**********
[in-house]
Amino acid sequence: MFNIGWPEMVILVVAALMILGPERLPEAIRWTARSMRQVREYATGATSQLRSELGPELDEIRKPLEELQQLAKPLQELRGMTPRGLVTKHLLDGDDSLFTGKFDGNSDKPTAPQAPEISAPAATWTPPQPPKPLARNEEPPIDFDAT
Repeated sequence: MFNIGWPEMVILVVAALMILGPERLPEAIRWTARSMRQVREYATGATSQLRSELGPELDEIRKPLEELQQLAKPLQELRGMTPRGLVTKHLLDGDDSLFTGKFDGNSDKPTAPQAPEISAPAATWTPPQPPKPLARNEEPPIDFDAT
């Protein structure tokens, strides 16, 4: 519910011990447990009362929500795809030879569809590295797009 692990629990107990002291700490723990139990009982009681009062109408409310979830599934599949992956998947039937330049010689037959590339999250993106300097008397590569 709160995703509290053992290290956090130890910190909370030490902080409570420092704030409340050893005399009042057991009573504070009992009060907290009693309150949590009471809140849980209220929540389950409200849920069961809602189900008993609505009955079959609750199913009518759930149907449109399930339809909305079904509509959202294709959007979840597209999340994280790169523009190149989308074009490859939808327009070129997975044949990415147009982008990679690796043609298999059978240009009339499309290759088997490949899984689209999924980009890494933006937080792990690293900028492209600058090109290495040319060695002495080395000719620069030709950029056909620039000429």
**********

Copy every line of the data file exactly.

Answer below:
[in-house]
Amino acid sequence: MFNIGWPEMVILVVAALMILGPERLPEAIRWTARSMRQVREYATGATSQLRSELGPELDEIRKPLEELQQLAKPLQELRGMTPRGLVTKHLLDGDDSLFTGKFDGNSDKPTAPQAPEISAPAATWTPPQPPKPLARNEEPPIDFDAT
Repeated sequence: MFNIGWPEMVILVVAALMILGPERLPEAIRWTARSMRQVREYATGATSQLRSELGPELDEIRKPLEELQQLAKPLQELRGMTPRGLVTKHLLDGDDSLFTGKFDGNSDKPTAPQAPEISAPAATWTPPQPPKPLARNEEPPIDFDAT
């Protein structure tokens, strides 16, 4: 519910011990447990009362929500795809030879569809590295797009 692990629990107990002291700490723990139990009982009681009062109408409310979830599934599949992956998947039937330049010689037959590339999250993106300097008397590569 709160995703509290053992290290956090130890910190909370030490902080409570420092704030409340050893005399009042057991009573504070009992009060907290009693309150949590009471809140849980209220929540389950409200849920069961809602189900008993609505009955079959609750199913009518759930149907449109399930339809909305079904509509959202294709959007979840597209999340994280790169523009190149989308074009490859939808327009070129997975044949990415147009982008990679690796043609298999059978240009009339499309290759088997490949899984689209999924980009890494933006937080792990690293900028492209600058090109290495040319060695002495080395000719620069030709950029056909620039000429």